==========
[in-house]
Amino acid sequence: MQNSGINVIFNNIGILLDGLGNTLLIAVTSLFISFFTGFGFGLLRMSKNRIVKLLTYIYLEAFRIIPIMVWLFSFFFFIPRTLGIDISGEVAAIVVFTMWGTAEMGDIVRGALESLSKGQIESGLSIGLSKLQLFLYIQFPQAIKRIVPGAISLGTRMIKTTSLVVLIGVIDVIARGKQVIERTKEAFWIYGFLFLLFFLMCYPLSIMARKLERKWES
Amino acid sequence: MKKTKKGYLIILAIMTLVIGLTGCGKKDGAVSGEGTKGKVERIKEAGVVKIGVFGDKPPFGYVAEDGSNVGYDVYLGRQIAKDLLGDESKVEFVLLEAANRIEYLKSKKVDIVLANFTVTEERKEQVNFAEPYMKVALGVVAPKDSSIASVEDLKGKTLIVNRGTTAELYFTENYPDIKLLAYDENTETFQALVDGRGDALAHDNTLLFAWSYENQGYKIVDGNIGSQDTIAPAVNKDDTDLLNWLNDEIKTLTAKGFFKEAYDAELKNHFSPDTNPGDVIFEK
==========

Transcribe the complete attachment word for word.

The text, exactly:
[in-house]
Amino acid sequence: MQNSGINVIFNNIGILLDGLGNTLLIAVTSLFISFFTGFGFGLLRMSKNRIVKLLTYIYLEAFRIIPIMVWLFSFFFFIPRTLGIDISGEVAAIVVFTMWGTAEMGDIVRGALESLSKGQIESGLSIGLSKLQLFLYIQFPQAIKRIVPGAISLGTRMIKTTSLVVLIGVIDVIARGKQVIERTKEAFWIYGFLFLLFFLMCYPLSIMARKLERKWES
Amino acid sequence: MKKTKKGYLIILAIMTLVIGLTGCGKKDGAVSGEGTKGKVERIKEAGVVKIGVFGDKPPFGYVAEDGSNVGYDVYLGRQIAKDLLGDESKVEFVLLEAANRIEYLKSKKVDIVLANFTVTEERKEQVNFAEPYMKVALGVVAPKDSSIASVEDLKGKTLIVNRGTTAELYFTENYPDIKLLAYDENTETFQALVDGRGDALAHDNTLLFAWSYENQGYKIVDGNIGSQDTIAPAVNKDDTDLLNWLNDEIKTLTAKGFFKEAYDAELKNHFSPDTNPGDVIFEK